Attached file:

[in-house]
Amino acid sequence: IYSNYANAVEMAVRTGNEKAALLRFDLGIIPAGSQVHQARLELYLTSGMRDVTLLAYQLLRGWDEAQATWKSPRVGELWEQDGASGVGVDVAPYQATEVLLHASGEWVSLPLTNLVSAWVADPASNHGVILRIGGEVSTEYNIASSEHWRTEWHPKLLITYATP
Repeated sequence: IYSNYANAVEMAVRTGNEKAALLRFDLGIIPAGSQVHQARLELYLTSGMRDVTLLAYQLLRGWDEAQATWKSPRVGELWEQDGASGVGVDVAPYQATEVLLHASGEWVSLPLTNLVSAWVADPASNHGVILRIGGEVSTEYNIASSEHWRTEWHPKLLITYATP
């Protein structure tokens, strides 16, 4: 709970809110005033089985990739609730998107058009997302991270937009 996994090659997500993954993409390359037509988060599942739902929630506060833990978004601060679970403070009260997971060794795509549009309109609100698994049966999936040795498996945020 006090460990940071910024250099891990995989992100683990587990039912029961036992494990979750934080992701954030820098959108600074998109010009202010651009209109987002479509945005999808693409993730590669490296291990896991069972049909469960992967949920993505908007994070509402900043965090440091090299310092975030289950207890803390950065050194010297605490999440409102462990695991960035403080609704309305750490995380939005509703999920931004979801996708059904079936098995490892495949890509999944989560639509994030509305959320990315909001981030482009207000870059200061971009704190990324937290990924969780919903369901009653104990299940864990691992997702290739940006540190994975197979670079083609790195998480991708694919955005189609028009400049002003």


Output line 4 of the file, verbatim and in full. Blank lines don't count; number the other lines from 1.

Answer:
């Protein structure tokens, strides 16, 4: 709970809110005033089985990739609730998107058009997302991270937009 996994090659997500993954993409390359037509988060599942739902929630506060833990978004601060679970403070009260997971060794795509549009309109609100698994049966999936040795498996945020 006090460990940071910024250099891990995989992100683990587990039912029961036992494990979750934080992701954030820098959108600074998109010009202010651009209109987002479509945005999808693409993730590669490296291990896991069972049909469960992967949920993505908007994070509402900043965090440091090299310092975030289950207890803390950065050194010297605490999440409102462990695991960035403080609704309305750490995380939005509703999920931004979801996708059904079936098995490892495949890509999944989560639509994030509305959320990315909001981030482009207000870059200061971009704190990324937290990924969780919903369901009653104990299940864990691992997702290739940006540190994975197979670079083609790195998480991708694919955005189609028009400049002003």